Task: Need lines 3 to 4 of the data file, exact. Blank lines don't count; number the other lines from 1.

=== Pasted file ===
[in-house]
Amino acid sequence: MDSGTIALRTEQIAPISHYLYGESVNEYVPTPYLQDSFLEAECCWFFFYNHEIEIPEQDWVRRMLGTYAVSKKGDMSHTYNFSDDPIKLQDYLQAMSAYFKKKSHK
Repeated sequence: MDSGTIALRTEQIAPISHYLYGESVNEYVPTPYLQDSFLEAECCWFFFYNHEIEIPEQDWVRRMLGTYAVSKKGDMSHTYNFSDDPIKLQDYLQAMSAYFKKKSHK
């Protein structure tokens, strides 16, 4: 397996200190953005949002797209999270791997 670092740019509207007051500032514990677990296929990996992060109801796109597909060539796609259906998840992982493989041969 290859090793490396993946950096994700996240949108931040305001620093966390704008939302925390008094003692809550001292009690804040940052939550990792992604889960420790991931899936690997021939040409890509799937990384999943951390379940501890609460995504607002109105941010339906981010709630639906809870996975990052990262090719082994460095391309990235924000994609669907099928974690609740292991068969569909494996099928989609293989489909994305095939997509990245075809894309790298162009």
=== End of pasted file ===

Repeated sequence: MDSGTIALRTEQIAPISHYLYGESVNEYVPTPYLQDSFLEAECCWFFFYNHEIEIPEQDWVRRMLGTYAVSKKGDMSHTYNFSDDPIKLQDYLQAMSAYFKKKSHK
């Protein structure tokens, strides 16, 4: 397996200190953005949002797209999270791997 670092740019509207007051500032514990677990296929990996992060109801796109597909060539796609259906998840992982493989041969 290859090793490396993946950096994700996240949108931040305001620093966390704008939302925390008094003692809550001292009690804040940052939550990792992604889960420790991931899936690997021939040409890509799937990384999943951390379940501890609460995504607002109105941010339906981010709630639906809870996975990052990262090719082994460095391309990235924000994609669907099928974690609740292991068969569909494996099928989609293989489909994305095939997509990245075809894309790298162009």